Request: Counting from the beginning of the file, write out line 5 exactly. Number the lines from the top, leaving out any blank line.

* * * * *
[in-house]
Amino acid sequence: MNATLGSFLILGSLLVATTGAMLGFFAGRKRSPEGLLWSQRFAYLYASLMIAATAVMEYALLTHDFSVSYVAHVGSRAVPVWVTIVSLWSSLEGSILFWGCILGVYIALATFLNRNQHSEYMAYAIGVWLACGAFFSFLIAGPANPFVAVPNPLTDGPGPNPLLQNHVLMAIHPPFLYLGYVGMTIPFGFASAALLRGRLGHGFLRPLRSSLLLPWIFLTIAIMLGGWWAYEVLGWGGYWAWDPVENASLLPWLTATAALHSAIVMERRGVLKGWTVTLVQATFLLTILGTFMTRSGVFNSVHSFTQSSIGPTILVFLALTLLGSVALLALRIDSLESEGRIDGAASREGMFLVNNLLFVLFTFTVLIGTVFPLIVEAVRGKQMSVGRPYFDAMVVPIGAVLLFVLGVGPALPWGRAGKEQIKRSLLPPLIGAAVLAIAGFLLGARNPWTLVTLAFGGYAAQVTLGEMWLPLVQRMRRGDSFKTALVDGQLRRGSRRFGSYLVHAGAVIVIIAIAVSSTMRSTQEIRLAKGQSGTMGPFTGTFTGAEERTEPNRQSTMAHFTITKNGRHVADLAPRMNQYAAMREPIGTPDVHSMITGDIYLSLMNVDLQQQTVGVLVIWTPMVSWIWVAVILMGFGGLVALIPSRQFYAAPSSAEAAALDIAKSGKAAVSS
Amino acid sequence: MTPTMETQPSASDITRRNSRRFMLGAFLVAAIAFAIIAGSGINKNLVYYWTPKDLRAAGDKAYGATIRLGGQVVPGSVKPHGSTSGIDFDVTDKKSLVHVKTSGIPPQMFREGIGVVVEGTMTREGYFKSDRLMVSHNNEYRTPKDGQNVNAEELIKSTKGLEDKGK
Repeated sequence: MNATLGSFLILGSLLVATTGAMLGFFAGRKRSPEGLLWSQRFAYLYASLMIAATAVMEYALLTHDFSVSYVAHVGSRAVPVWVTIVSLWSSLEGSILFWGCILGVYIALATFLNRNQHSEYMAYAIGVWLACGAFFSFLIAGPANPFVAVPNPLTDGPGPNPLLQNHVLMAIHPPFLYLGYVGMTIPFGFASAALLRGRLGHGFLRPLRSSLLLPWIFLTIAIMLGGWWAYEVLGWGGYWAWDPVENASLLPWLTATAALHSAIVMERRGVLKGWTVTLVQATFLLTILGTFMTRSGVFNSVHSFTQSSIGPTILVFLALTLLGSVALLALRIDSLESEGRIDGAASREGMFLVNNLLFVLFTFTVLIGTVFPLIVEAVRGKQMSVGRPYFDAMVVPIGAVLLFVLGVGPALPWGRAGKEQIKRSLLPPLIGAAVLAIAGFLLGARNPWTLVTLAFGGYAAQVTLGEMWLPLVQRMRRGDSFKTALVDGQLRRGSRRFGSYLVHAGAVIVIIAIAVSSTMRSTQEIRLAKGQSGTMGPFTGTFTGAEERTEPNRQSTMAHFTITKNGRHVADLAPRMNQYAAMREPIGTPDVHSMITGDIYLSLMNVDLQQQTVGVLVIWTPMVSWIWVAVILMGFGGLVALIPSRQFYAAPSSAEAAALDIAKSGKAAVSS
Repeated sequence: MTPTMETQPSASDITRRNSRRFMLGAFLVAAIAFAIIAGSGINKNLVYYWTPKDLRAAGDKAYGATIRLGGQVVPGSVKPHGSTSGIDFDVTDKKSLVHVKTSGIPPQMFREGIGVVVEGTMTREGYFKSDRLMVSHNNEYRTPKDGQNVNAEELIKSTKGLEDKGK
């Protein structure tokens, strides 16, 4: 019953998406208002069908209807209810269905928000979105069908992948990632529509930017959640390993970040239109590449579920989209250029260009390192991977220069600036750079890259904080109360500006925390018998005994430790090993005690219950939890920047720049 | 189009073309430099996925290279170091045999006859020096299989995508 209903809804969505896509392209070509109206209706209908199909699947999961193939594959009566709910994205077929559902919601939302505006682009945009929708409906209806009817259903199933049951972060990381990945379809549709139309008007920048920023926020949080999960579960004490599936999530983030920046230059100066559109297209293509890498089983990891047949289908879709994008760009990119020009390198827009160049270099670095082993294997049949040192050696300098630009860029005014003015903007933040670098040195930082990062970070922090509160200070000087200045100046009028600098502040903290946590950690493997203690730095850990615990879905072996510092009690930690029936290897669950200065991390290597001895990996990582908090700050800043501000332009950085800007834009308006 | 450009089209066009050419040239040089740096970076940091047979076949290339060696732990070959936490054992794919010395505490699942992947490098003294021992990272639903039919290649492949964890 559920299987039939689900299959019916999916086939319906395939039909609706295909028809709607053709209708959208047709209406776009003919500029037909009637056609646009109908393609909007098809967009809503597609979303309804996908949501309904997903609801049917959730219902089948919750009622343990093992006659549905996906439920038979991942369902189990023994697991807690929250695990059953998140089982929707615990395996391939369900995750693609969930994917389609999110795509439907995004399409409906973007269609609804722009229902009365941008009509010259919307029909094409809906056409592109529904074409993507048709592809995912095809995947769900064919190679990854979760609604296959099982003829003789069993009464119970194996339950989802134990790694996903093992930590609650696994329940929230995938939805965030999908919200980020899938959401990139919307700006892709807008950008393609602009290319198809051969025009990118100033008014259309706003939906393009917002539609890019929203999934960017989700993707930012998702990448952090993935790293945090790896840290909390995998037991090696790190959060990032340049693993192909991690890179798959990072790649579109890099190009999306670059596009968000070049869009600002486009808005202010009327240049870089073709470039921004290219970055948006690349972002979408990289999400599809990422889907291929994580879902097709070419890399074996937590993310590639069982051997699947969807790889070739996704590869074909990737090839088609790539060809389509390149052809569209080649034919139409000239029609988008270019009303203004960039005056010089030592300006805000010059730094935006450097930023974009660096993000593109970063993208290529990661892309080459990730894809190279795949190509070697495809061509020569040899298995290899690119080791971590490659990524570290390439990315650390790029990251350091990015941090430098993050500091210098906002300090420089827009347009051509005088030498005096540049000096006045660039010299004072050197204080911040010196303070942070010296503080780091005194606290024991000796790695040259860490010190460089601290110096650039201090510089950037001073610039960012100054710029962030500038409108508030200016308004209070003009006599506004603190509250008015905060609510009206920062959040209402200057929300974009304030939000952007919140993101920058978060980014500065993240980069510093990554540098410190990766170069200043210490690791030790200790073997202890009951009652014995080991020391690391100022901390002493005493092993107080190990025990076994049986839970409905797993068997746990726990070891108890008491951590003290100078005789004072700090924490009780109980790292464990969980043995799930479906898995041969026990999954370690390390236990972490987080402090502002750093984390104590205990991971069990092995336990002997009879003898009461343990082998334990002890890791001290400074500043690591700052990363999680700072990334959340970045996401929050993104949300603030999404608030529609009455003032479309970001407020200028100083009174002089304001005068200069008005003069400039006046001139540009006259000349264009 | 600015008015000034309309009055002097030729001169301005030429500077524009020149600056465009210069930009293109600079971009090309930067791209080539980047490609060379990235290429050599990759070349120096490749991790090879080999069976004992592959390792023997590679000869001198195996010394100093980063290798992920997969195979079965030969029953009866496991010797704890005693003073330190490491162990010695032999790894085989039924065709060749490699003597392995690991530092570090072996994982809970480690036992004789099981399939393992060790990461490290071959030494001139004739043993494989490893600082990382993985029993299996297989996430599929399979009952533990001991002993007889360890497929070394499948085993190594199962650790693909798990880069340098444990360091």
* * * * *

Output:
Repeated sequence: MTPTMETQPSASDITRRNSRRFMLGAFLVAAIAFAIIAGSGINKNLVYYWTPKDLRAAGDKAYGATIRLGGQVVPGSVKPHGSTSGIDFDVTDKKSLVHVKTSGIPPQMFREGIGVVVEGTMTREGYFKSDRLMVSHNNEYRTPKDGQNVNAEELIKSTKGLEDKGK